Sorry it's taken me forever to get around to writing this. I came down with a bug during the first two days of the course that gave me a savage cough and left me utterly exhausted by the end of the day when I'd usually try and write. Anyway, I'm finally grabbing time to tell you about the first part of the course the weekend before last.
As I think I said in the prologue, on the Friday evening Madison, Justin and I drove up to Swan Hill where the course is being held. Swan Hill is in the North West region, so this course is a combined effort of the NW and North East regions.
The day kicked off with cooked breakfast and a classroom session with Rob, who is teaching the coxswains' part of the course. Daylight also meant a chance to get a better look at the camp, which very much had a "school camp site" look about it.
Right down to what it was built of!
By 10am we were heading out to the Lake where the weekend's activities were to occur: Lake Boga, a roughly circular freshwater lake administered by my employer. The area was fairly indicative of where we are in the year. The lake is at about 45% capacity at time of writing, and the town beside it looked more than a little dusty.
I found myself in a crew with a trainer from the Echuca unit and a coxswain candidate from the Swan Hill unit. We got along well and it certainly helped me get plenty out of the day. The Saturday was largely spent on boat-handling skills. I was pretty pleased to find how much I'd taken in from training on the Goulburn with Anthony: I was able to get the boat up to planing speed reasonably efficiently, and even able to hold it in place by an object against the wind and the waves quite well.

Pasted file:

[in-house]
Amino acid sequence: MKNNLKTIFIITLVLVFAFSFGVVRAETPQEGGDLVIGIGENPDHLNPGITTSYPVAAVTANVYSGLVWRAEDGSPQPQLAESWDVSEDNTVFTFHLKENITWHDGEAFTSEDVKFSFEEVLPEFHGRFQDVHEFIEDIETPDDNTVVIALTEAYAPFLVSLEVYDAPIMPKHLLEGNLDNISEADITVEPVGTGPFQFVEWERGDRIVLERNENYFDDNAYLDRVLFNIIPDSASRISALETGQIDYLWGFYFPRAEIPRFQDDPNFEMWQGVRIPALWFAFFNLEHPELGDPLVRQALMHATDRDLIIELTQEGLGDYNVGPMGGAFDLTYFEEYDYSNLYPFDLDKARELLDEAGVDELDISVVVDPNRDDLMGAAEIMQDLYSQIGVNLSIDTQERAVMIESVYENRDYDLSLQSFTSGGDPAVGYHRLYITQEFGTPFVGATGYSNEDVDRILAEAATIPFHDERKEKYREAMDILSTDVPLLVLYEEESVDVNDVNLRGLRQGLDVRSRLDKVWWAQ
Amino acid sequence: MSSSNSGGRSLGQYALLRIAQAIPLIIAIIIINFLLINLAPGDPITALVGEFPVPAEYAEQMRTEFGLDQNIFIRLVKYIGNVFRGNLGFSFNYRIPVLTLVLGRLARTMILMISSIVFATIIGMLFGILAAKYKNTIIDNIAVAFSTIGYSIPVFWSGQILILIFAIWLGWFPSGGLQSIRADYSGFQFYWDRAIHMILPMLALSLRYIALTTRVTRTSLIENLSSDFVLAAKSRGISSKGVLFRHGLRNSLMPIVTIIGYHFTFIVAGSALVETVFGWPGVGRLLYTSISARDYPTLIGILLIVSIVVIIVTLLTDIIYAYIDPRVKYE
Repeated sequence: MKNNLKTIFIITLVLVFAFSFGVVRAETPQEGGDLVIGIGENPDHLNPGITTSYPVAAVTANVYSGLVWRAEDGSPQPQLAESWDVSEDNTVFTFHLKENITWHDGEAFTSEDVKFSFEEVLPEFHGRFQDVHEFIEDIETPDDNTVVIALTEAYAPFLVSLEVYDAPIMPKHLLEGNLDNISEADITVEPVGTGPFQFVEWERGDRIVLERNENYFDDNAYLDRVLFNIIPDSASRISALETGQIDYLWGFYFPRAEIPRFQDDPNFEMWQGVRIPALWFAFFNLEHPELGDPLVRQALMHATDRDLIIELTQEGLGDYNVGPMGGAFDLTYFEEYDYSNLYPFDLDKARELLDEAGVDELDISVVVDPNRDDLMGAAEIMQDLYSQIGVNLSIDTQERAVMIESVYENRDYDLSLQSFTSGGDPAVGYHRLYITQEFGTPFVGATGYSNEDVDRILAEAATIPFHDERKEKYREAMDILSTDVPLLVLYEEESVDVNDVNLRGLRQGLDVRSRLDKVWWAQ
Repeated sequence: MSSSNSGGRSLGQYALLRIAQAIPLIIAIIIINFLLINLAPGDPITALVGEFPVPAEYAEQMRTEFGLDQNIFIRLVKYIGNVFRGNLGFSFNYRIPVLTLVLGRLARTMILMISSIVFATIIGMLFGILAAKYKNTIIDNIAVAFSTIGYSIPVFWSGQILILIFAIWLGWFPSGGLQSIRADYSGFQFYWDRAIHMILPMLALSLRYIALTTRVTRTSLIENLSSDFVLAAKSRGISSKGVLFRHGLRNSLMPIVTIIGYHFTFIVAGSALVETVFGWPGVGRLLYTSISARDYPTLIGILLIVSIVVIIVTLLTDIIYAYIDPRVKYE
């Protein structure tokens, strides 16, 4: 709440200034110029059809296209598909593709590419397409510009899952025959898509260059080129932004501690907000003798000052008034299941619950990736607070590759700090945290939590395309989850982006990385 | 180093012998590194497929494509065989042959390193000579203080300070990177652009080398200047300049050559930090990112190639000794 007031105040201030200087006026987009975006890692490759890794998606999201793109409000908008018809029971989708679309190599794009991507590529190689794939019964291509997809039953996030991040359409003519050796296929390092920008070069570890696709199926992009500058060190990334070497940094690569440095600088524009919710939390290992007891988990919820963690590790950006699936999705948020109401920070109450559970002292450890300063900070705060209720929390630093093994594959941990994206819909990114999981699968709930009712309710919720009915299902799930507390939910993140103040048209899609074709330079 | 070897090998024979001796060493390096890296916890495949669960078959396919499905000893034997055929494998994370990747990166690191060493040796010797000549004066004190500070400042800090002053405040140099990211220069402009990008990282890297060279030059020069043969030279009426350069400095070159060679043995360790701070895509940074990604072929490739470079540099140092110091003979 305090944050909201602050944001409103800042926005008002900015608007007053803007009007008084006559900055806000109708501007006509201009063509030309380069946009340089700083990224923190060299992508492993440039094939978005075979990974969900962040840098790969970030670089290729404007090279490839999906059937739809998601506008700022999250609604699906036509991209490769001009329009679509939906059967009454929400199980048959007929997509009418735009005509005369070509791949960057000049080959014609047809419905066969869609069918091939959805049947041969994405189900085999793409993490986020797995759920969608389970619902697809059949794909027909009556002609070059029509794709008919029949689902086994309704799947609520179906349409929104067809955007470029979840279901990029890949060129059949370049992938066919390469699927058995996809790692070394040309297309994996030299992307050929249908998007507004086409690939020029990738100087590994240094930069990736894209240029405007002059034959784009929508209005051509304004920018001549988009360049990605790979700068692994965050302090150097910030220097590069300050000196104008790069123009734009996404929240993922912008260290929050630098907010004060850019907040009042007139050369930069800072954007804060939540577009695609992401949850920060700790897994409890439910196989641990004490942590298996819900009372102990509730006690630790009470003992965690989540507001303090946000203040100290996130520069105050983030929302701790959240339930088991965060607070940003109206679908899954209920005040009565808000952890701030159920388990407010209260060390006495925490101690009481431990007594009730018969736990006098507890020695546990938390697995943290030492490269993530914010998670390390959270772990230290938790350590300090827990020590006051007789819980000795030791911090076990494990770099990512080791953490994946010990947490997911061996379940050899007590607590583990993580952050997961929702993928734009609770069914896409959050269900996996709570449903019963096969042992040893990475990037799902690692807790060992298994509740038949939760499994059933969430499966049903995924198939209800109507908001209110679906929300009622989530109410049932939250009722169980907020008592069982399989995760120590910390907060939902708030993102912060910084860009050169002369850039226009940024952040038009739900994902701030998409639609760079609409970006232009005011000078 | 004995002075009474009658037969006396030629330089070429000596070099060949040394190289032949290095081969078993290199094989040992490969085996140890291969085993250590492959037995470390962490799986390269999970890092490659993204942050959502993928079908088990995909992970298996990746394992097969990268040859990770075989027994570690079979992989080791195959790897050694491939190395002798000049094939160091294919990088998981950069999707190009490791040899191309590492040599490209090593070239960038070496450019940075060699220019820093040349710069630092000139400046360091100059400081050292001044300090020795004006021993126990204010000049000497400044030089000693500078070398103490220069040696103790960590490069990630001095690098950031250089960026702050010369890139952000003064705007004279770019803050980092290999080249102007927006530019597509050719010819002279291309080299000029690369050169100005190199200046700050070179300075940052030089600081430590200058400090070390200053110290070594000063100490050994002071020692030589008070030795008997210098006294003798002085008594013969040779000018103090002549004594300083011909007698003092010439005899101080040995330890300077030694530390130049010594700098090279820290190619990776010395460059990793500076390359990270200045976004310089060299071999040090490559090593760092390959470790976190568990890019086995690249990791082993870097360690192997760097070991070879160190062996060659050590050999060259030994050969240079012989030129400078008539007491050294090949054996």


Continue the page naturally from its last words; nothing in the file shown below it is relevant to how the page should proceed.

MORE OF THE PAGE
There was a night exercise on Saturday night, picking up and dropping off drums in the dark. The task for us was to plan a route beforehand using our navigation training, travel that route in the dark, get the boat inshore with as much guidance as a spotlight could give, and then return to the starting point. This time I was with two people from the Marong unit, one as assessor and the other as a candidate for crewperson. I think I did pretty well: the course I'd plotted worked out and was navigable, the handling of the boat was adequate, and nobody was exposed to excessive danger. There's something good about finding you can do OK at something you'd never have attempted a year ago!
Sunday saw us back out on the lake, this time with some more technical skills to acquire. A particular focus was handling the boat while approaching a casualty in the water, including while recovering them in a stokes litter. Naturally, each of us took a turn in the water as the casualty. The boat looks big from water level!
Encouragingly, a pelican flew across the lake in the course of the day. Regular readers will remember that I have particular reasons for viewing pelicans as a good omen, especially when connected with boats.
Image from here
It was a great weeekend on any measure (and probably well timed: Lake Boga is now under a blue-green algae warning!). I'm certainly looking forward to this coming weekend when we complete the balance of the course on the Murray River.